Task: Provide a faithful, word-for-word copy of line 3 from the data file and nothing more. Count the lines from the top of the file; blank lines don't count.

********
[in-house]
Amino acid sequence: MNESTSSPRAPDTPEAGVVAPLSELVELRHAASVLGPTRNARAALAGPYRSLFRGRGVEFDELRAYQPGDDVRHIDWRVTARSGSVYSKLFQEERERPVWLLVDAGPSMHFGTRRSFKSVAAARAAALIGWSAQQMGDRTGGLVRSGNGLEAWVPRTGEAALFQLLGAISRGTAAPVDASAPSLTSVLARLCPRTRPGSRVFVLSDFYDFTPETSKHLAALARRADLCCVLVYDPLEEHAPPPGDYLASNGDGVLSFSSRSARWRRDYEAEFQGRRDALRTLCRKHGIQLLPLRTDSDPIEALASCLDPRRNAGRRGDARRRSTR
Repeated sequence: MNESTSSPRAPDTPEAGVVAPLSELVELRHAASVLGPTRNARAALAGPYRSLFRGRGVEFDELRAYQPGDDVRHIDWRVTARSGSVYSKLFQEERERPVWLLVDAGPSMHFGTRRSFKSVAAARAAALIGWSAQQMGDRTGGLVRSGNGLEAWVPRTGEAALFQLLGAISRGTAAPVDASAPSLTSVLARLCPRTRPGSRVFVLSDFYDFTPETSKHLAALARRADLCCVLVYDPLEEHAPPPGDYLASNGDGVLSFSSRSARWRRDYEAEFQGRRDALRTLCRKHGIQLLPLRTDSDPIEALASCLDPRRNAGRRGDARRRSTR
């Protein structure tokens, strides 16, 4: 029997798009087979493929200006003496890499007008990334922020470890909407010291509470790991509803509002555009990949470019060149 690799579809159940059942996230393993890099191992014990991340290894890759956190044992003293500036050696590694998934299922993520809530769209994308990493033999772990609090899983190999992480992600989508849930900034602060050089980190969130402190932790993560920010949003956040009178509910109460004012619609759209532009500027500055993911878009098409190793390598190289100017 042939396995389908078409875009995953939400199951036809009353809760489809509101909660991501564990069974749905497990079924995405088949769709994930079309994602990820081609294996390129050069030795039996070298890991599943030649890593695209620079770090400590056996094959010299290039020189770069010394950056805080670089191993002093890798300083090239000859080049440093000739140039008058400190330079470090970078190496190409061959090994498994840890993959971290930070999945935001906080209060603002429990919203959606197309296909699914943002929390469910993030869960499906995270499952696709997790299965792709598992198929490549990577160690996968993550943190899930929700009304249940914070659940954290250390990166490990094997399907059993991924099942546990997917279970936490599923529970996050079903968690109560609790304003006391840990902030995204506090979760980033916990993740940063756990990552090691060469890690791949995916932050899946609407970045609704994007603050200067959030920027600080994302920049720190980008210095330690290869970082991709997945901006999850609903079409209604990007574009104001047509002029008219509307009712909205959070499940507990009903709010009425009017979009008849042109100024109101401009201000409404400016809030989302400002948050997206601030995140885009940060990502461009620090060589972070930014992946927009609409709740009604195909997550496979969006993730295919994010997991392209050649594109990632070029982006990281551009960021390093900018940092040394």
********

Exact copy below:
Repeated sequence: MNESTSSPRAPDTPEAGVVAPLSELVELRHAASVLGPTRNARAALAGPYRSLFRGRGVEFDELRAYQPGDDVRHIDWRVTARSGSVYSKLFQEERERPVWLLVDAGPSMHFGTRRSFKSVAAARAAALIGWSAQQMGDRTGGLVRSGNGLEAWVPRTGEAALFQLLGAISRGTAAPVDASAPSLTSVLARLCPRTRPGSRVFVLSDFYDFTPETSKHLAALARRADLCCVLVYDPLEEHAPPPGDYLASNGDGVLSFSSRSARWRRDYEAEFQGRRDALRTLCRKHGIQLLPLRTDSDPIEALASCLDPRRNAGRRGDARRRSTR